Thursday February 21, 2019

The Power Of brain: You Get What You Choose To Focus

If we practise using our imagination to enhance our performance and build our confidence

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The Power Of brain: You Get What You Choose To Focus. Pixabay

The brain can’t process negatives. For example, if I say: “Don’t think of a white elephant,” you will automatically think of a white elephant and visualize it in your mind. If someone buys an expensive pair of glasses and if he is worried about breaking them, it is very likely that he will. If it is a new shirt and you start worrying that you are going to spill some sauce on it, before long, you will spill the sauce and stain your shirt and you will say to yourself, “I knew it! I told you it always happens to me.”

We cannot tell our minds not to do something. Our minds cannot move away from something but only towards it. The problem is that if we concentrate on losing something, the world can make it happen for us. So, rather that imagining the worst, concentrate on what you have. Use your mental energy to focus on how you want things to be, and where you want your life to reach. Focus the mind in a positive direction!

If we practise using our imagination to enhance our performance and build our confidence, our performance will improve and so will we gain confidence. We can run that picture through our minds again and again mentally and rehearse on how confident we really are. Many confident people use this technique all the time. So if it is really so effective, why can’t we do the same and thus increase our confidence level? Speakers, especially, rehearse their speech to attain success before they climb the stage. Artists and athletes do the same and are able to give their best performance. However, when we think that we can’t do something, naturally we will not able to do it.

If we practise using our imagination to enhance our performance and build our confidence
If we practise using our imagination to enhance our performance and build our confidence. Pixabay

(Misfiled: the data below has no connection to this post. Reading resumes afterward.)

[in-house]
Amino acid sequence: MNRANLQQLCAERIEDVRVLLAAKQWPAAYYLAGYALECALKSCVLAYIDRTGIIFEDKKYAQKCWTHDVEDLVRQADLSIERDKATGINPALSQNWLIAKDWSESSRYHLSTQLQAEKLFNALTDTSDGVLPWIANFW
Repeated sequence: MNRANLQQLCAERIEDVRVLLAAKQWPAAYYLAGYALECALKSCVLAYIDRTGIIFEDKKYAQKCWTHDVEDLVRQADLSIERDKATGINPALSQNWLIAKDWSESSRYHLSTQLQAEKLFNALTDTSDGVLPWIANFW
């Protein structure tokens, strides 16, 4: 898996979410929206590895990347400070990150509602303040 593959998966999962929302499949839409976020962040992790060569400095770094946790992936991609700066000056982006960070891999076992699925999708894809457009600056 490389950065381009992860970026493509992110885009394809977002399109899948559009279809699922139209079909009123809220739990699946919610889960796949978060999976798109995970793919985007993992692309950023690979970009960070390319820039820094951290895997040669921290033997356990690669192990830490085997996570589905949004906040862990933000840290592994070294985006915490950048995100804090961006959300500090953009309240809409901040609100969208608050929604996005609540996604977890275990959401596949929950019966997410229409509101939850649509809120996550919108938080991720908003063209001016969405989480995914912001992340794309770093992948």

Have you noticed that when you decide to buy something, all of a sudden you see a mass of advertisements of that very item, or you may physically see the object. It is not just a coincidence. The mind is turned to that wavelength so the sample has to manifest itself!

Shakti Gawain, the author of Creative Visualisation, says: “Thoughts and feelings have their own magnetic energy which attracts energy of a similar nature.”

Also read: Documentary on “Great Minds on India” Launched

So, the power of the mind when combined with physical action is a very powerful formula for success. (IANS)

 

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Know How Higher Intake of Sodium Can Treat Lightheadedness

Greater sodium intake is widely viewed as an intervention for preventing lightheadedness when moving from seated to standing positions.

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"Health practitioners initiating sodium interventions for orthostatic symptoms now have some evidence that sodium might actually worsen symptoms," Juraschek said. Pixabay

Higher sodium intake should not be used as a treatment for lightheadedness, say researchers challenging current guidelines for sodium consumption.

Lightheadedness while standing, known as postural lightheadedness, results from gravitational drop in blood pressure and is common among adults.

Greater sodium intake is widely viewed as an intervention for preventing lightheadedness when moving from seated to standing positions.

However, contrary to this recommendation, researchers at Beth Israel Deaconess Medical Centre (BIDMC) found that higher sodium intake, actually increases dizziness.

“Our study has clinical and research implications,” said Stephen Juraschek, researcher from BIDMC in Boston.

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Greater sodium intake is widely viewed as an intervention for preventing lightheadedness when moving from seated to standing positions. Pixabay

“Our results serve to caution health practitioners against recommending increased sodium intake as a universal treatment for lightheadedness. Additionally, our results demonstrate the need for additional research to understand the role of sodium, and more broadly of diet, on lightheadedness,” Juraschek said.

For the study, reported in The Journal of Clinical Hypertension, the team used data from the completed DASH-Sodium trial, a randomised crossover study that looked at the effects of three different sodium levels (1500, 2300, and 3300 mg/d) on participants’ blood pressure for four weeks.

While the trial showed that lower sodium led to decrease in blood pressure, it also suggested that concerns about lower level of sodium causing dizziness may not be scientifically correct.

Also Read: ‘It Has Been A Very Long Process, But Ultimately A Very Successful Process’: South Korea Agrees to Pay More for U.S. Troops

The study also questioned recommendations to use sodium to treat lightheadedness, an intervention that could have negative effects on cardiovascular health.

“Health practitioners initiating sodium interventions for orthostatic symptoms now have some evidence that sodium might actually worsen symptoms,” Juraschek said.

“Clinicians should check on symptoms after initiation and even question the utility of this approach. More importantly, research is needed to understand the effects of sodium on physical function, particularly in older adults.” (IANS)